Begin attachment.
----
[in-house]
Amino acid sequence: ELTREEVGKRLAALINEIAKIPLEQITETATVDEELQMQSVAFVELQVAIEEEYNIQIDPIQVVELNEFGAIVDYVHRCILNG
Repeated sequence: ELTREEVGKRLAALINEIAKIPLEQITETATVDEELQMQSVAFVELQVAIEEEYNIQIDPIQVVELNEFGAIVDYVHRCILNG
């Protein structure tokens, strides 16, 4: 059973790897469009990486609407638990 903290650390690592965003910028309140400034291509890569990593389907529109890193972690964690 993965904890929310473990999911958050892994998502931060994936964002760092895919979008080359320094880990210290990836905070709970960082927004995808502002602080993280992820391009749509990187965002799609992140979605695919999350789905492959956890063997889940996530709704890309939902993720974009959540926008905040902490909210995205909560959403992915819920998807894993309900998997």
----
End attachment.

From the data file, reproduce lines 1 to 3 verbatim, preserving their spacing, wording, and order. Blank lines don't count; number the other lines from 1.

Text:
[in-house]
Amino acid sequence: ELTREEVGKRLAALINEIAKIPLEQITETATVDEELQMQSVAFVELQVAIEEEYNIQIDPIQVVELNEFGAIVDYVHRCILNG
Repeated sequence: ELTREEVGKRLAALINEIAKIPLEQITETATVDEELQMQSVAFVELQVAIEEEYNIQIDPIQVVELNEFGAIVDYVHRCILNG